Graystones and Widow Hause from the descent of Brown How
We now head for the second part of our walk, which is the Lord’s Seat ridge that includes six summits. Firstly, we have to drop down into the Aiken Valley, and then climb Graystones via its steep south flank.
Broom Fell and Lord’s Seat over Aiken Valley
Descent into Aiken Valley
I remember descending down this way many years ago, and thinking how steep and tricky it was; maybe I’m more experienced now, but it seems an easy and pleasant way down these days.
Lunch at Aiken Beck
The wall opposite leads us to the forest road in Darling How Plantation.
Lord’s Seat over Aiken Valley
“Uninhabited, and completely hidden amongst the hills, Aiken has an appeal all its own.” Whinlatter 2
Forest road in Darling How Plantation
Approaching the southern wall of Graystones
Looking down to Scawgill Bridge from the ascent of Graystones
This is a killer of a steep climb, especially after 5 summits and many ups-and-downs.
Lord’s Seat (left) and Brown How (right) from the ascent of Graystones
Looking back towards Grisedale Pike, Hopegill Head and Grasmoor
Broom Fell and Lord’s Seat from the ‘true’ summit of Graystones (6th)
Kirk Fell and Wainwright’s summit, from the ‘true’ summit of Graystones
“The point generally considered to be the summit lies a few yards west of the broken wall and fence crossing the top of the fell, but according to the 2 1/2″ Ordnance Survey map there is higher ground farther east” Graystones 9
Grisedale Pike, Hopegill Head and Grasmoor, from the summit of Kirk Fell (7th)
Widow Hause from the descent of Graystones
Aiken Valley from Widow Hause (8th)
Widow Hause is a fell listed in ‘The Lakeland Summits: Survey of the Fells of the Lake District National Park’ by Timothy Synge (1995).
Looking back towards Graystones and Widow Hause, from the ascent of Broom Fell
Cottongrass on Broom Fell
Lord’s Seat from the summit of Broom Fell (9th)
“The highest point is marked by a very fine column about seven feet high capped with a quartz stone. Fences stretch both north and south.” Broom Fell 6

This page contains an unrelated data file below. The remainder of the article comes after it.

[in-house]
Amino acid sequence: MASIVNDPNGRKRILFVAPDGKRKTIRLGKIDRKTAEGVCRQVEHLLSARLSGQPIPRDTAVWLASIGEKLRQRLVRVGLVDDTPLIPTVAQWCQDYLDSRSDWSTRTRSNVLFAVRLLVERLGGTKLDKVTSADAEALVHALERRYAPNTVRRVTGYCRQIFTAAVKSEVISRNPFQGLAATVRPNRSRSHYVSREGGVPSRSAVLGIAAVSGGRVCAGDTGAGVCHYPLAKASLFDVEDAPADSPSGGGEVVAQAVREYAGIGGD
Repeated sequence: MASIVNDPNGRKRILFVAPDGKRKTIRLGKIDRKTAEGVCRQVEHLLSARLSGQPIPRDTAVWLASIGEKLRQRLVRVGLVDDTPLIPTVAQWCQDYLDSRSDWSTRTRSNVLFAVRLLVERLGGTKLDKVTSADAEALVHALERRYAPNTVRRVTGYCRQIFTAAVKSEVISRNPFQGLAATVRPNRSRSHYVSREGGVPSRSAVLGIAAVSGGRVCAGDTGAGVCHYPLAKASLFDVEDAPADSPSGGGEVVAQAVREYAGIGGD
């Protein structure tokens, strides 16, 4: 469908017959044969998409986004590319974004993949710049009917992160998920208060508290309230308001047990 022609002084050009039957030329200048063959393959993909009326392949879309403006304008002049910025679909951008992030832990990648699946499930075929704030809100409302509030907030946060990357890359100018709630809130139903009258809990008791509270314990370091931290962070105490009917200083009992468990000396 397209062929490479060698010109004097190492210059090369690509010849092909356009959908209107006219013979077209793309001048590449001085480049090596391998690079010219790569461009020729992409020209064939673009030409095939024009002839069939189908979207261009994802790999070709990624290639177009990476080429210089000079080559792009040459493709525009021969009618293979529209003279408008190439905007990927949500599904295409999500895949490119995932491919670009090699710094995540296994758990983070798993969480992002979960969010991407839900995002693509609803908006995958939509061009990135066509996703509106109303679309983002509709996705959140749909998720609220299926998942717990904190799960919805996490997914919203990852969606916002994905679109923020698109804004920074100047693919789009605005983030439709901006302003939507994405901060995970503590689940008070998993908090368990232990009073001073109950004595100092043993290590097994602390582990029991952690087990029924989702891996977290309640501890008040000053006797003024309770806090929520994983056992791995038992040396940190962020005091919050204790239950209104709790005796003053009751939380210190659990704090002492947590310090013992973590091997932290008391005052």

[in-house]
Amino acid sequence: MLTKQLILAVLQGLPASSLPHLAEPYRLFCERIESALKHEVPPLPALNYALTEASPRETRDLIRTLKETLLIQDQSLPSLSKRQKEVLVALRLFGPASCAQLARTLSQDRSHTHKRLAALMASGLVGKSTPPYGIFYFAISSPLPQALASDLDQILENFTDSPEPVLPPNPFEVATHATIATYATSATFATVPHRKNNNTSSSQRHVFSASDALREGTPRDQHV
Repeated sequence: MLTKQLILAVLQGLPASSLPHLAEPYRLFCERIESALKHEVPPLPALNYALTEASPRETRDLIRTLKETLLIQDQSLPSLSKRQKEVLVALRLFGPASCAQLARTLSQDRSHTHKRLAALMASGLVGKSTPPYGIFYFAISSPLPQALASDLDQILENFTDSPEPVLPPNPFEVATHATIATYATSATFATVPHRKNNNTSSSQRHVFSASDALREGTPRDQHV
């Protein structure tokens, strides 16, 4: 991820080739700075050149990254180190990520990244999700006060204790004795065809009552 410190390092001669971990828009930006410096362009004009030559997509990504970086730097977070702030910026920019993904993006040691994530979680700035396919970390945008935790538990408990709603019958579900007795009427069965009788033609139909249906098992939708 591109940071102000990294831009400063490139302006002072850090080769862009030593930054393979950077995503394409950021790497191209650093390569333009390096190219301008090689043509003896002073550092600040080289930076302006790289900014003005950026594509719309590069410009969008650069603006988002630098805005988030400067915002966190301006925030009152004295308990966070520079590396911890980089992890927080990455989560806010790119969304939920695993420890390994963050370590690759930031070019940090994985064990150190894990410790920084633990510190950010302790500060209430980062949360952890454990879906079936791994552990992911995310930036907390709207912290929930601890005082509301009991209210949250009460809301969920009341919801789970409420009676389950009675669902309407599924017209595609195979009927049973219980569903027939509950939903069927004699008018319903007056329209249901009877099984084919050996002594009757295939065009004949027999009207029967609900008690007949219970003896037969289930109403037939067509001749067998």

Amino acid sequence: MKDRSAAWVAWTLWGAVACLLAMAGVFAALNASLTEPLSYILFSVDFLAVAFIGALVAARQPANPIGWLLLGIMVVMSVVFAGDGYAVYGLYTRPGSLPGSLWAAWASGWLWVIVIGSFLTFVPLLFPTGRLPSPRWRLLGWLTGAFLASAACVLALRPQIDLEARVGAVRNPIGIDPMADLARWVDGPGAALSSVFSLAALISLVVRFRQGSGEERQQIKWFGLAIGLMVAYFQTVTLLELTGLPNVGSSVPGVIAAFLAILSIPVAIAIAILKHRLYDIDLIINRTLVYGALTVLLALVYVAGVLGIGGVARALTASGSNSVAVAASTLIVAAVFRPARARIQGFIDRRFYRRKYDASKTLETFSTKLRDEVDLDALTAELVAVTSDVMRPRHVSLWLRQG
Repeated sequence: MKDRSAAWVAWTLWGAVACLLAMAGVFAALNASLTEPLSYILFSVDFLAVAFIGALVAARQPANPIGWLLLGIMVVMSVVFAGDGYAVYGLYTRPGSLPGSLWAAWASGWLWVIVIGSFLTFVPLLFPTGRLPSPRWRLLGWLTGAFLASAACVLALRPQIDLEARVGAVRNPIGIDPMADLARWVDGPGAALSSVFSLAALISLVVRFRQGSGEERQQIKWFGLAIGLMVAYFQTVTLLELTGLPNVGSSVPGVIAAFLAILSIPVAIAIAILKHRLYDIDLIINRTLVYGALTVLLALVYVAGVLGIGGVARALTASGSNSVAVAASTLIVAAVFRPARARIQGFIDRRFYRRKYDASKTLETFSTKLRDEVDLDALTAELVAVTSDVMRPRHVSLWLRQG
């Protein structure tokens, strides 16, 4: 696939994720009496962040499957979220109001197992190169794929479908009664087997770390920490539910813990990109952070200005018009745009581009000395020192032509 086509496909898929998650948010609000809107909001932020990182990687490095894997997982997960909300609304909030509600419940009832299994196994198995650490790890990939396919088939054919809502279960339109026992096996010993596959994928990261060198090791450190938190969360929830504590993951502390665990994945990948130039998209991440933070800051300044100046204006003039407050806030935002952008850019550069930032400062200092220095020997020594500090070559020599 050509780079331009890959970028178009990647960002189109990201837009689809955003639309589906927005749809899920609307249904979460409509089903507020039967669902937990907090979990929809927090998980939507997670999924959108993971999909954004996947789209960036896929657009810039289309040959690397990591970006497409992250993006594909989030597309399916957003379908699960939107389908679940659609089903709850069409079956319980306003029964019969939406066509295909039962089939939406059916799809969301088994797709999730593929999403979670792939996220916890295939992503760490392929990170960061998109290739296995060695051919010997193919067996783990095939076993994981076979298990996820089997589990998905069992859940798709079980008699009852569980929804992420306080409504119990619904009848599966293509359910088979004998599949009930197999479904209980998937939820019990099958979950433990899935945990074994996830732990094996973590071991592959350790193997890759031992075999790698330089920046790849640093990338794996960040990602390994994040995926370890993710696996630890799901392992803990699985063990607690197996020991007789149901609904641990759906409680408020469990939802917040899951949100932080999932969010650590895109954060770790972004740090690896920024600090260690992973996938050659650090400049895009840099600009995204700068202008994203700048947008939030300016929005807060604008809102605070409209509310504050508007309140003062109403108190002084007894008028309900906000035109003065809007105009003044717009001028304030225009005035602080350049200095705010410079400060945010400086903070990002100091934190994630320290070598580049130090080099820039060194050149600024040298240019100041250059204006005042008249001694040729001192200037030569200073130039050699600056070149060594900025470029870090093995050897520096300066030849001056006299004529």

The Broom Fell ridge towards Lord’s Seat
“The ridge is wide, marshy in places, and carries a path; it has many small undulations, and the actual lowest point, at 1585′, just before the ground steepens into the final rise of Lord’s Seat, cannot be identified with certainty; not that it matters.” Broom Fell 8
The Vale of Keswick from the summit of Lord’s Seat (10th)
“Since the creation of the Whinlatter Forest Park, Lord’s Seat has become a popular climb – and the heathery top is a pleasant lunching-place, retaining the indefinable charm of Lakeland in spite of the advancing march of the Norwegian and American spruces in all directions.” Lord’s Seat 2
AW (revised by CJ)
Barf (left) and Beckstones Gill (right)
We now head towards our 11th and final summit of the day, before the descent of Beckstones Gill and back to the car at Powter How.
Looking back to Sale Fell over the Wythop Valley
The Vale of Keswick and Derwent Water, from the summit of Barf (11th)
Bassenthwaite Lake from Barf
The Skiddaw group over Bassenthwaite Lake
The descent of Barf towards Beckstones Gill
The Vale of Keswick from Beckstones Gill
Back to the ‘small rockface’ in Beckstones Gill
The climb down this rockface is quite easy on a dry day like this, but in wet conditions it can catch people out.
Back at Swan House in Powter How
Thank you for visiting.